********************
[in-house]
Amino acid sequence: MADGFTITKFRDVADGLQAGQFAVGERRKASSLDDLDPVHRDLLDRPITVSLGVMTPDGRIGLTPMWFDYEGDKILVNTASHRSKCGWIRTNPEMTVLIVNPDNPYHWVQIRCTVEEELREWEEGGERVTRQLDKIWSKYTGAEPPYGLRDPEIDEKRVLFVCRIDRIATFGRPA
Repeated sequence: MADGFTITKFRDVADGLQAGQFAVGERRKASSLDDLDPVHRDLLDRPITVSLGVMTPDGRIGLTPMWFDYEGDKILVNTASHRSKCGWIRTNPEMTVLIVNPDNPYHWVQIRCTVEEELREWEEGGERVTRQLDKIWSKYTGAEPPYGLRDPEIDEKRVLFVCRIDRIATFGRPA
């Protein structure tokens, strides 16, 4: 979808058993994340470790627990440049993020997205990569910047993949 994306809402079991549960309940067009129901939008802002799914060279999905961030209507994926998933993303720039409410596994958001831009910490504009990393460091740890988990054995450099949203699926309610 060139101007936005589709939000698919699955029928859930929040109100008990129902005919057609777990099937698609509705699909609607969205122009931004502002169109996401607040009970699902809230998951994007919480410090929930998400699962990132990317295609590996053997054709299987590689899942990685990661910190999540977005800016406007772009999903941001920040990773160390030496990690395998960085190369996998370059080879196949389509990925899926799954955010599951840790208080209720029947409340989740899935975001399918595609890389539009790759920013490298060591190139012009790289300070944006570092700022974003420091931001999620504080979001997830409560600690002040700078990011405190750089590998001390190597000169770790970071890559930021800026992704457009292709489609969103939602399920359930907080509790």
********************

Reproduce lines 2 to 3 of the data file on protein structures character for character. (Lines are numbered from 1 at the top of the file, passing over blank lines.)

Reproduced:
Amino acid sequence: MADGFTITKFRDVADGLQAGQFAVGERRKASSLDDLDPVHRDLLDRPITVSLGVMTPDGRIGLTPMWFDYEGDKILVNTASHRSKCGWIRTNPEMTVLIVNPDNPYHWVQIRCTVEEELREWEEGGERVTRQLDKIWSKYTGAEPPYGLRDPEIDEKRVLFVCRIDRIATFGRPA
Repeated sequence: MADGFTITKFRDVADGLQAGQFAVGERRKASSLDDLDPVHRDLLDRPITVSLGVMTPDGRIGLTPMWFDYEGDKILVNTASHRSKCGWIRTNPEMTVLIVNPDNPYHWVQIRCTVEEELREWEEGGERVTRQLDKIWSKYTGAEPPYGLRDPEIDEKRVLFVCRIDRIATFGRPA